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American Foundation for the Blind® | National Association of Parents of Children with Visual Impairments

Bushland Family: Mary Rose, 18 months, Leber's Congenital Amaurosis (LCA)

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Transcript of Bushland Family Video

Narrator 1: A photo of a mom, dad, and 5 children. Then, home video of a baby girl on a pink blanket.

Mom: That a girl, Mary! Hello, Ms. Mary Rose.

Narrator 2: When a seemingly healthy Mary Rose Bushland arrived shortly before Christmas 2005, parents Patty and Dave were elated to welcome child number five. But shortly after developing an eye roll, captured on this home video tape, tests confirmed Mary Rose would likely be severely visually impaired for life.

Narrator 1: Home video of Mary Rose, her eyes rolling to her extreme right.

Narrator 2: Patty recalls her reaction to the devastating news.

Patty Bushland: It was, "Oh my gosh, Dave, oh my gosh, our baby is blind, you know, and she's never going to see our face." You know, all the things that would go through anybody's head if you think your baby's blind, all the things she's not going to see were pretty much thrown in my face right then and there.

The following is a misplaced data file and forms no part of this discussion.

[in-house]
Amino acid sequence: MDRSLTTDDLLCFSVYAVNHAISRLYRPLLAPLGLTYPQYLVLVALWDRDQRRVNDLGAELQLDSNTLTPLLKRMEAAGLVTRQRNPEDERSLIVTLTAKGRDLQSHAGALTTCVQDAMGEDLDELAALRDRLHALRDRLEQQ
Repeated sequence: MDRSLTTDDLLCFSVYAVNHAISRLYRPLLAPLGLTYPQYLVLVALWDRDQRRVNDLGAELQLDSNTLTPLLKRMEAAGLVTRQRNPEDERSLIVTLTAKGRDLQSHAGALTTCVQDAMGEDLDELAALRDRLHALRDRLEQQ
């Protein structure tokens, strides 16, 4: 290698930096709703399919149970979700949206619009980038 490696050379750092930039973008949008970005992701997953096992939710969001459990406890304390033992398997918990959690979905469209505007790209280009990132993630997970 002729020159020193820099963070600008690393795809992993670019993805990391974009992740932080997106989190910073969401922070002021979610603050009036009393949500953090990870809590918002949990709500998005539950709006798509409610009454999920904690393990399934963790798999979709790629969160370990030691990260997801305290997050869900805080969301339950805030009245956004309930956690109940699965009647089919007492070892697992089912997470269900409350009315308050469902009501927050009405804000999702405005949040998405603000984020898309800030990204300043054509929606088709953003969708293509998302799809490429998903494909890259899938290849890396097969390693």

Narrator 2: The diagnosis of Leber's Congenital Amaurosis, or LCA, a rare, genetically-caused condition, sent the Bushland's into a period of mourning and uncertainty.

Narrator 1: Dave Bushland.

Dave Bushland: I feel bad, I'm angry at the world, why did this happen to me, and then you realize this isn't happening to me; this is happening to my daughter. And then you go through this series of guilt, feeling, why am I upset over this? why am I the one feeling sorry for myself when it's my daughter that has the visual impairment? She's a little baby, she doesn't know she's visually impaired. She wants her daddy and mommy, and when you realize that, it helps you start to recover.

Narrator 1: Photo of Mary Rose, in pink glasses, sitting in her mom's lap.

Narrator 2: Patty was filled with questions.

Patty: How do I do this? I guess I just had this, you know, quest for knowledge like okay, what's the next step? What do I need to prepare myself for in raising a visually impaired child?

Narrator 1: Video footage of Mary Rose and her older sister, dancing in the living room.

Narrator 2: Initially, each of the Bushland children processed Mary Rose's diagnosis differently. Their sighted daughter wanted to do everything to help, but their youngest son Danny became withdrawn. The reaction of their eldest son was a complete shock.

Dave: Then we got a call one day from the counselor at school, and this was probably maybe a month after we found out about Mary Rose, and she said, "I just want to let you to know Jason went through a box of Kleenex in my office crying about his sister." But he had never shown that to us, because he was trying to be strong for us.

Narrator 2: Like so many parents of visually challenged children, the Bushlands had no roadmap to negotiate this foreign terrain. They had trouble connecting to other families. The turning point came when a relative finally found another parent whose child had the same condition as Mary Rose.